Brian Hazard, the man behind the one-man electronic music act Color Theory, grew up in the 80s listening to “depressing” music: The Cure, Depeche Mode, The Smiths. The brooding undercurrent of heartbreak, suffering, and alienation never brought him down. He found it oddly comforting, even uplifting.

Today his songs explore the pleasure in sadness through his distinctive brand of melancholy synthwave. Why does bittersweet taste better than just plain sweet? “Hazard writes songs that are intensely personal and uses technology to enhance material that is as emotive as the best folk.” (Robert Kinsler, Orange County Register)

Anyone who took music lessons as a kid calls themselves “classically trained,” but Hazard went the distance, earning a Bachelor of Music degree in Piano Performance. Immediately after graduation, he left Beethoven and Brahms behind to pursue his first musical inspiration, Depeche Mode.

The line between inspiration and imitation blurred when Hazard’s song “Ponytail Girl” spread like wildfire on Napster, mislabeled as a Depeche Mode b-side. The confusion was so widespread that the mix-up was publicly acknowledged at depechemode.com. “It’s pretty neat to be mistaken for your favorite band,” he laughs. Hazard used the incident as the basis for a tribute album, Color Theory presents Depeche Mode.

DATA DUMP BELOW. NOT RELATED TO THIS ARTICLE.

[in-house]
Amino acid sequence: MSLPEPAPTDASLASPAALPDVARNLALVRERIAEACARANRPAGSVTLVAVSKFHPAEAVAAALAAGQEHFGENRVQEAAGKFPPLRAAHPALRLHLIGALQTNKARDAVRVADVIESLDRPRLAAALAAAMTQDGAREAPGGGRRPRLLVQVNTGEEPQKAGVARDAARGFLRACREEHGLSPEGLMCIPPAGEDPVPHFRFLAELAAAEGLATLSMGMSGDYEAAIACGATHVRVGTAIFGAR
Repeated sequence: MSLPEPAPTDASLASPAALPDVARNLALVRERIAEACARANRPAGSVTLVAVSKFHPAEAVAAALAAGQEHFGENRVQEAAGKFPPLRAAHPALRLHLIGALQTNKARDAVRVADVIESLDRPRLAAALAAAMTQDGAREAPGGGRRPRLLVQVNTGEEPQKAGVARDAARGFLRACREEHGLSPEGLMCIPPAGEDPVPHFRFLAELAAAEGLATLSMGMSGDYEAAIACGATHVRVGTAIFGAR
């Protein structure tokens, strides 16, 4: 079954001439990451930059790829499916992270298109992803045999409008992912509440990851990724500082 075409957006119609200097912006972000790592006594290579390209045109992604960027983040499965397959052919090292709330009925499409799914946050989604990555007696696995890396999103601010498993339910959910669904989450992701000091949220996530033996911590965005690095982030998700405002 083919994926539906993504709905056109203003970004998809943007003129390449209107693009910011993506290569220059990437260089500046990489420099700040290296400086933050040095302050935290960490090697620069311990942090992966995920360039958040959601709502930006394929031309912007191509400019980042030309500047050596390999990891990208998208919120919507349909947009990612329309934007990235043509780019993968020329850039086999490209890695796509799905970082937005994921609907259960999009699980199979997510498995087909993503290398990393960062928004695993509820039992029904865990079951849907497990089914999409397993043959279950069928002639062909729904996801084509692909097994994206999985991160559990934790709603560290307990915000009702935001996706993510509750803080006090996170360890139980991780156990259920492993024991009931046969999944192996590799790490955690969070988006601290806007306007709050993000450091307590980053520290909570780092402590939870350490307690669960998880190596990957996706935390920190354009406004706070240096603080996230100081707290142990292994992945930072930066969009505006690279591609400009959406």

Since then, Hazard has emerged from the shadow of his childhood heroes to become an artist in his own right. Highlights include winning the Grand Prize in the John Lennon Songwriting Contest, songs in the Rock Band and Just Dance games, and several song placements on MTV’s The Real World. His tenth studio album, The Majesty of Our Broken Past, was released in 2018.